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Unity My Procedural Dungeon Generation Algorithm Explained for my game TinyKeep

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For a school assignment (a simple one, which is why) I added something similar. Of course it was not as good at creating dungeons, it had a similar idea of creating random rooms first then connecting them. Yours is a lot better in the fact that you use some very simple and effective algorithms to achieve a nice balance of distance and size of rooms. Your hallways (or what connects the rooms) are also a lot better, since mine were only straight lines. I also like the fact that there are no flaws, like mine could spawn you into a room with nowhere to go to. 

 

I'll also check out your game, as it seems pretty well thought out.

 

Happy coding!

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This is an interesting Top-Down approach.

 

Personally, I am more a fan of a Bottom-Up approach, where I keep adding and connecting rooms one by one, with random amount of smaller leafs - e.g. random depth (a range from 0-5) from the main corridor.

 

 

This way, I am guaranteed that the main quest items can be found easily, since the algorithm doesn't put them in the last leafs (which is frustrating from a player's perspective).

 

Also, since I am adding one main room after another (in a snake-like manner/shape), I keep generating and precomputing the pathfinding - thus making the in-game pathfinding reduced to 5-10 if..else conditions (which is plenty fast for a cell phone, even).

 

I can see, however, that it is pretty hard for you to generate some longer narrow corridors (with nowhere to dodge/escape) - which, personally, seem to be a big part of a dungeon crawler.

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It's always interesting to see someone else's take on something like dungeon/connected rooms generation. I'm curious.. is there much overhead in the part of the algorithm which moves the random rooms until they're not overlapping?

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This is an interesting Top-Down approach.

 

Personally, I am more a fan of a Bottom-Up approach, where I keep adding and connecting rooms one by one, with random amount of smaller leafs - e.g. random depth (a range from 0-5) from the main corridor.

 

 

This way, I am guaranteed that the main quest items can be found easily, since the algorithm doesn't put them in the last leafs (which is frustrating from a player's perspective).

 

Also, since I am adding one main room after another (in a snake-like manner/shape), I keep generating and precomputing the pathfinding - thus making the in-game pathfinding reduced to 5-10 if..else conditions (which is plenty fast for a cell phone, even).

 

I can see, however, that it is pretty hard for you to generate some longer narrow corridors (with nowhere to dodge/escape) - which, personally, seem to be a big part of a dungeon crawler.

 

Hmm, I do agree - Bottom-Up approaches tend to be more natural for gameplay as it almost simulates how one would explore the dungeon! Does your algorithm allow for loops or is it very much a tree? I tried this in the past to create a tree, but found it difficult to create an elegant way to loop back.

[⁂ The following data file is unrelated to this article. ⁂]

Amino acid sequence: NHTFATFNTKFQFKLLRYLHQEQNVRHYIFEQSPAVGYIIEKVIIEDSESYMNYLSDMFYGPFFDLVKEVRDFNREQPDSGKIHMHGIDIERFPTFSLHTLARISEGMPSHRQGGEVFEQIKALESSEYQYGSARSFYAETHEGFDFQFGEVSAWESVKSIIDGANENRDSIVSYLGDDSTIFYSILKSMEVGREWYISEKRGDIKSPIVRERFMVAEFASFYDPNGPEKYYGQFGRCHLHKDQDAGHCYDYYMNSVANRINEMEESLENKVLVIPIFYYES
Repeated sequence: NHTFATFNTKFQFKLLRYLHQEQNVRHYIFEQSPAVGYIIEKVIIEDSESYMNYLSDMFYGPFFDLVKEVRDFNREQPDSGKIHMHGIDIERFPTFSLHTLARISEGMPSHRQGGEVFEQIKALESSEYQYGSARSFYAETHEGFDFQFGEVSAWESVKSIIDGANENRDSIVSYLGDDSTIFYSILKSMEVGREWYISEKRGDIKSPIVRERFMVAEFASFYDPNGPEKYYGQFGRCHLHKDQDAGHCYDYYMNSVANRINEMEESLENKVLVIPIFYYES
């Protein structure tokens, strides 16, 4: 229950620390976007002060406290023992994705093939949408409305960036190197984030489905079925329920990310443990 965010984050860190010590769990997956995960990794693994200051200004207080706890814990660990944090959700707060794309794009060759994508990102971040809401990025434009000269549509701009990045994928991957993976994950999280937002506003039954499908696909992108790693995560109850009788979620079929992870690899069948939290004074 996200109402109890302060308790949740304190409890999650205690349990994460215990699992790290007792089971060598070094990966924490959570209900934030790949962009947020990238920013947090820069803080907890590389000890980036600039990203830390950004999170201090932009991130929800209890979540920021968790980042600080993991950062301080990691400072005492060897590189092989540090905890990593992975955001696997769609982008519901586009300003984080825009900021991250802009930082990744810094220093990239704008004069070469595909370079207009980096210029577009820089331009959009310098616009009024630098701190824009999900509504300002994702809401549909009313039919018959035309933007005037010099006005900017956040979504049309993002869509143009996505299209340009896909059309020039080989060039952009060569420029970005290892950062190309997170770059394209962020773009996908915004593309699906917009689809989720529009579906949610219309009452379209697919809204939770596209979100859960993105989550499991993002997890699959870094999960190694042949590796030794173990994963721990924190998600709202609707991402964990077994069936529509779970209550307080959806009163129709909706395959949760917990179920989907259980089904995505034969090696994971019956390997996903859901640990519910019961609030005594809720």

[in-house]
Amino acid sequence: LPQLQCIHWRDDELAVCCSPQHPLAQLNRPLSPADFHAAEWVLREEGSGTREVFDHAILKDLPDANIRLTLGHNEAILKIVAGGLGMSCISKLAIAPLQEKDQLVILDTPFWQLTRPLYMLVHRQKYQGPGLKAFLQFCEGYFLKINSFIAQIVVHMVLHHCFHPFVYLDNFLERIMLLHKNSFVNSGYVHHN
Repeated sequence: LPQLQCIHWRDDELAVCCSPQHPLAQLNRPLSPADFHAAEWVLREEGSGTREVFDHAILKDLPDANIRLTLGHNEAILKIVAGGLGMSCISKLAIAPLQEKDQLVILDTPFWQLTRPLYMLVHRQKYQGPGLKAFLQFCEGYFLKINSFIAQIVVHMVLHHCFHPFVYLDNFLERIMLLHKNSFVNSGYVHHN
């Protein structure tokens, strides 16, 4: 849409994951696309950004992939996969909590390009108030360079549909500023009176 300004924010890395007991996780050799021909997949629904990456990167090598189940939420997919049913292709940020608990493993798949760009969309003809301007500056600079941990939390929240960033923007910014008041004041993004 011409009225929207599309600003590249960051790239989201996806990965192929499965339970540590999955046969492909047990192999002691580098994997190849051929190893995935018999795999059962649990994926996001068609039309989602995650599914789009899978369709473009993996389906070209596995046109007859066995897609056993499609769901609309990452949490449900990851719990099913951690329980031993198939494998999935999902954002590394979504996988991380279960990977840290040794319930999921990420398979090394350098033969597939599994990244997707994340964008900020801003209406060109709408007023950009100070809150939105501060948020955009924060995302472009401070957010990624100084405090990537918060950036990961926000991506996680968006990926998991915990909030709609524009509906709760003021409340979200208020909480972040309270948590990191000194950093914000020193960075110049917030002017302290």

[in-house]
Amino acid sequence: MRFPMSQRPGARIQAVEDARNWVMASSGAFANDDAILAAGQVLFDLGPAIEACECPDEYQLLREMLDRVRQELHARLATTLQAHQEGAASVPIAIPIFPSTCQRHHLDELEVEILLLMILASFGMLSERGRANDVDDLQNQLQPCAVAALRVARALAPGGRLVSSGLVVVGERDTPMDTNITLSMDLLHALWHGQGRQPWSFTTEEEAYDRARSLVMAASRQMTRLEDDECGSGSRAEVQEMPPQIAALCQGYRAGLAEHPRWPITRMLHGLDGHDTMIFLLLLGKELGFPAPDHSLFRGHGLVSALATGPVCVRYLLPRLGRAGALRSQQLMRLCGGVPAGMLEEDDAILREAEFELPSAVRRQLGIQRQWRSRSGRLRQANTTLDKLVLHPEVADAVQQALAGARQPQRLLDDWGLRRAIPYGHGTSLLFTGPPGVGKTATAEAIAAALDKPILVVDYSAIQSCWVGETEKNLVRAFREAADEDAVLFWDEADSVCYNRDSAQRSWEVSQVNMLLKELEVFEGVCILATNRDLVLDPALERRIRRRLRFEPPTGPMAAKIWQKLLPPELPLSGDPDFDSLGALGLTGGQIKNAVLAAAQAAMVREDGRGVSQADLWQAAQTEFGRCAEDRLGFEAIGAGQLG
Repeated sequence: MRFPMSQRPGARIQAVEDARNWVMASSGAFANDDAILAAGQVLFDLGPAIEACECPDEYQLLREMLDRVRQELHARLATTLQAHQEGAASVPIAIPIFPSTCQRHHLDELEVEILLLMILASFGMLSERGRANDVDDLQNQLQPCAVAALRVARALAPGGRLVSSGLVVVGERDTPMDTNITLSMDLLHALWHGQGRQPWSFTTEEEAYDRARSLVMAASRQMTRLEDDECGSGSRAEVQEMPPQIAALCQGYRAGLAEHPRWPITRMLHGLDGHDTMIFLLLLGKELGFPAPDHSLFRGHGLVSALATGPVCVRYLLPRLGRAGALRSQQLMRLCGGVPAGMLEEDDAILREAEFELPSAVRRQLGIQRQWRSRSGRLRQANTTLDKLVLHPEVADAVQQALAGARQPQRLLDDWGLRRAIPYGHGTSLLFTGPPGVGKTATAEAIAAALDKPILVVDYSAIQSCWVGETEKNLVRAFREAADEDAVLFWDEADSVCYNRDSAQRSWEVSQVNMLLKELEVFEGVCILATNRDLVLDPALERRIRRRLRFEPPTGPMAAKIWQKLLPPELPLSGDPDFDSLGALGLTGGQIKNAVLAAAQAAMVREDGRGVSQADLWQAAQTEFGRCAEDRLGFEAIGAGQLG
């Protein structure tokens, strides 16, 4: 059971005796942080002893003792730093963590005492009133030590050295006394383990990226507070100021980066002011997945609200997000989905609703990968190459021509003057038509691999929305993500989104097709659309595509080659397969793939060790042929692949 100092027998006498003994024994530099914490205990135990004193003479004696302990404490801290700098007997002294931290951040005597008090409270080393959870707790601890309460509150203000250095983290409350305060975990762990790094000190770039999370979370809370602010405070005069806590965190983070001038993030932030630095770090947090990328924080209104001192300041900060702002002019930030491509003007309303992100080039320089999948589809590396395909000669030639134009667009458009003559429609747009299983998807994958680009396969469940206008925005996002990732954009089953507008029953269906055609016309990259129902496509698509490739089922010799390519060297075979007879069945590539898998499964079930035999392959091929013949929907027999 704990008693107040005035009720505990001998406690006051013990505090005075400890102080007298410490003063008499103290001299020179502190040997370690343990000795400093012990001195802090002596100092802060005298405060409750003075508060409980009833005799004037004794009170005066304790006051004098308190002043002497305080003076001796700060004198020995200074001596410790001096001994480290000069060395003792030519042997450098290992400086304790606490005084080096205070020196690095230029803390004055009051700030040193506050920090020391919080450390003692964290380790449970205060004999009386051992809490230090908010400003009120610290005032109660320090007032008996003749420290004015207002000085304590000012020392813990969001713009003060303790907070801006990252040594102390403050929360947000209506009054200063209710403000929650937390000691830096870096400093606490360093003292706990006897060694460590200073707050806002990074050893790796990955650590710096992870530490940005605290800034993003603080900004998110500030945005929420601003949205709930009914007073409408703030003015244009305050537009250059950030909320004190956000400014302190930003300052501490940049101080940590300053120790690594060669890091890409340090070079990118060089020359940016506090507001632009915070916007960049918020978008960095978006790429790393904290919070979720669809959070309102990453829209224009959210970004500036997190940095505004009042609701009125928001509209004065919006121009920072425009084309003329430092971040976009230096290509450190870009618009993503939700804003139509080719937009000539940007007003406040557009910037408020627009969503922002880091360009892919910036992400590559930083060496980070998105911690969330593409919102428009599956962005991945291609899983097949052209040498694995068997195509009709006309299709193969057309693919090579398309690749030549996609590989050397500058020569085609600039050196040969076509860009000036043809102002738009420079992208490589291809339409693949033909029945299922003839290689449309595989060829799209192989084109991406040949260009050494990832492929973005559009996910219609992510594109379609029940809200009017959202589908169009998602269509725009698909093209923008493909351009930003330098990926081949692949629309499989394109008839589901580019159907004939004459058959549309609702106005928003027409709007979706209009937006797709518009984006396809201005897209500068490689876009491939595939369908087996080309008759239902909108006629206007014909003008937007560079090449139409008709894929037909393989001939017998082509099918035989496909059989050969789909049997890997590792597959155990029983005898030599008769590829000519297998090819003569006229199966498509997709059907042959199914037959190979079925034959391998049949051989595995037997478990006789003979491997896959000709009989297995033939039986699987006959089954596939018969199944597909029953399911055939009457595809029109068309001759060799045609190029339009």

It's always interesting to see someone else's take on something like dungeon/connected rooms generation. I'm curious.. is there much overhead in the part of the algorithm which moves the random rooms until they're not overlapping?

 

I haven't done any serious tests, but if I turn off all the graphical visualizations the entire generation takes less than a second. There is probably quite a lot of overhead for sure but it's a one-time operation. I'll let you know when I have more specific results.

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If it takes under a second, then it is nothing to worry about during level loading. The textures alone will take longer to load than that, for sure. I was asking, since you mentioned using several of the trees, and some types of trees are very intensive - but it is clearly not the case here.

 

As for my loops - it is also more of an hack. it does not work 100%, since the conditions for the loop must be right (and I'd have to pay attention to the "loopability" during creation process - which is still something I need to do).

 

 

 

BTW, did you find an artist willing to work for royalties, or do you have a contracted artist ? I liked the art, for sure !

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I think you're right there, making loops I found very difficult.

Here's a really really early test I made in 2011, completely tree based and bottom up approach, and there's no loops.

 

http://phigameslib.org/prototypes/dungeon/

 

An interesting discussion for sure!

 

Regarding the art, it was made by Matthias Andre from bitgem3d.com

The assets I used for the prototype are royalty free from his portfolio, but he has agreed to do more art for me if we get funded.

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